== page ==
Biohistory and Biopolitics
25 February 2012
About a week ago I was browsing in a used book store and had the good fortune to come across a book that I’d never heard of, but just the title told me that it was something that would immediately appeal to my particular perspective on history. The book, which I purchased, is Western Civilization in Biological Perspective: Patterns in Biohistory by Stephen Boyden.
The author, I learned upon investigation, has had a long and varied career — exactly the sort of thing that would give a person the kind of broad perspective that would be needed to write the history from western civilization from a biological perspective.
Recently, in a series of posts — Geopolitics and Biopolitics, Addendum on Geopolitics and Biopolitics, and A Further Note on Geopolitics and Biopolitics — I took the idea of “biopolitics” and “biopower” from Foucault and developed it as a possible alternative to geopolitics as a form of strategic analysis.
There is nothing of Foucault in Boyden’s book. Foucault’s name does not appear in the index, and a search of the text reveals no reference to Foucault. More importantly, the nature of the text itself is utterly divorced from Foucault and from continental philosophy generally speaking — it seems to employ no terminology or concepts in common with the continental tradition, and treats of none of the familiar preoccupations of this tradition (Marx and Freud are mentioned in passing in a couple of places, but are in no sense a focus of the text; they do not even influence the terms of the discussion).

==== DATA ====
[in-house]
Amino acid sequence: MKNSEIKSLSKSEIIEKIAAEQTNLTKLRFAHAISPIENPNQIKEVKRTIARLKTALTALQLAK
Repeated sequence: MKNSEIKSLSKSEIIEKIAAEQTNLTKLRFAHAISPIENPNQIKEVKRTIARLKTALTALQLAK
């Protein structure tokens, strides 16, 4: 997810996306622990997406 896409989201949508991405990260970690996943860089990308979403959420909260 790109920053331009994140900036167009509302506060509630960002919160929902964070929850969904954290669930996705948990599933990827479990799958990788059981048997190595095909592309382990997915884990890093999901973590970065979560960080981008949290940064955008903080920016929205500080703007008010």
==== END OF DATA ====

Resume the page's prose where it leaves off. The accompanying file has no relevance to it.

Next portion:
Although Boyden’s treatment of biohistory has virtually nothing to do with Foucault, I can’t imagine a more perfect theoretical foundation for biopolitics than a scholarly treatment of biohistory as found in Boyden. Boyden brings the kind of Anglo-American objectivity (though he is an Aussie) to biohistory that could greatly sharpen and improve the formulations of biopolitics, which latter are vulnerable to the enthusiasms of continental philosophy. Foucault himself insisted upon the “grayness” of genealogy, and the patient analysis of Boyden constitutes a de facto genealogy of biopower, which is something Foucault said that he had to write, but which he did not get to before he died.
A biohistory of civilization would be, in effect, an ecology of civilization, and Boyden employs ecological concepts throughout his study. One way to bring further analytical clarity to an ecology of civilization would be the systematic use of ecological temporality in the exposition of biohistory. This is something that I will think about.
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